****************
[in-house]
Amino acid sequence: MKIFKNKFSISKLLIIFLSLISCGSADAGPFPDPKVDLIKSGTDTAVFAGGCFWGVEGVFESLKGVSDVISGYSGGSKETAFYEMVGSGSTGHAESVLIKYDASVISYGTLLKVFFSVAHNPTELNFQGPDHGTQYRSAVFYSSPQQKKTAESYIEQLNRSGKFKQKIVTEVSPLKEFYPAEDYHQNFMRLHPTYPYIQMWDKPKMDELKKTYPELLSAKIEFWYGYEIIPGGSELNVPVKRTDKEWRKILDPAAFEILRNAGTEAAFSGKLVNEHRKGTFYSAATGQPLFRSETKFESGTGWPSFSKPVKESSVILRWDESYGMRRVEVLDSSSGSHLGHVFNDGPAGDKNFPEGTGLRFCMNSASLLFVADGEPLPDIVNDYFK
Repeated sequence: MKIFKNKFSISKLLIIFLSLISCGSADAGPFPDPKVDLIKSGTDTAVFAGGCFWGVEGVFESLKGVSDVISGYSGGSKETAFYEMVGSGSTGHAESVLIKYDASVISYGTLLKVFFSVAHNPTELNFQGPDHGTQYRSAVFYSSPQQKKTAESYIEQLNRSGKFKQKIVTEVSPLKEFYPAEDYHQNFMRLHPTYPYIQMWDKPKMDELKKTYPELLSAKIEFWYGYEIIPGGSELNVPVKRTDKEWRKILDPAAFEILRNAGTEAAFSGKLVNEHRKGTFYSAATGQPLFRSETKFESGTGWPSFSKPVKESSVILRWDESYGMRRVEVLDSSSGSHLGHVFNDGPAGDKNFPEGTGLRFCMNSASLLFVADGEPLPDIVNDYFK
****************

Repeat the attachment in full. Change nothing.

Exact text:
[in-house]
Amino acid sequence: MKIFKNKFSISKLLIIFLSLISCGSADAGPFPDPKVDLIKSGTDTAVFAGGCFWGVEGVFESLKGVSDVISGYSGGSKETAFYEMVGSGSTGHAESVLIKYDASVISYGTLLKVFFSVAHNPTELNFQGPDHGTQYRSAVFYSSPQQKKTAESYIEQLNRSGKFKQKIVTEVSPLKEFYPAEDYHQNFMRLHPTYPYIQMWDKPKMDELKKTYPELLSAKIEFWYGYEIIPGGSELNVPVKRTDKEWRKILDPAAFEILRNAGTEAAFSGKLVNEHRKGTFYSAATGQPLFRSETKFESGTGWPSFSKPVKESSVILRWDESYGMRRVEVLDSSSGSHLGHVFNDGPAGDKNFPEGTGLRFCMNSASLLFVADGEPLPDIVNDYFK
Repeated sequence: MKIFKNKFSISKLLIIFLSLISCGSADAGPFPDPKVDLIKSGTDTAVFAGGCFWGVEGVFESLKGVSDVISGYSGGSKETAFYEMVGSGSTGHAESVLIKYDASVISYGTLLKVFFSVAHNPTELNFQGPDHGTQYRSAVFYSSPQQKKTAESYIEQLNRSGKFKQKIVTEVSPLKEFYPAEDYHQNFMRLHPTYPYIQMWDKPKMDELKKTYPELLSAKIEFWYGYEIIPGGSELNVPVKRTDKEWRKILDPAAFEILRNAGTEAAFSGKLVNEHRKGTFYSAATGQPLFRSETKFESGTGWPSFSKPVKESSVILRWDESYGMRRVEVLDSSSGSHLGHVFNDGPAGDKNFPEGTGLRFCMNSASLLFVADGEPLPDIVNDYFK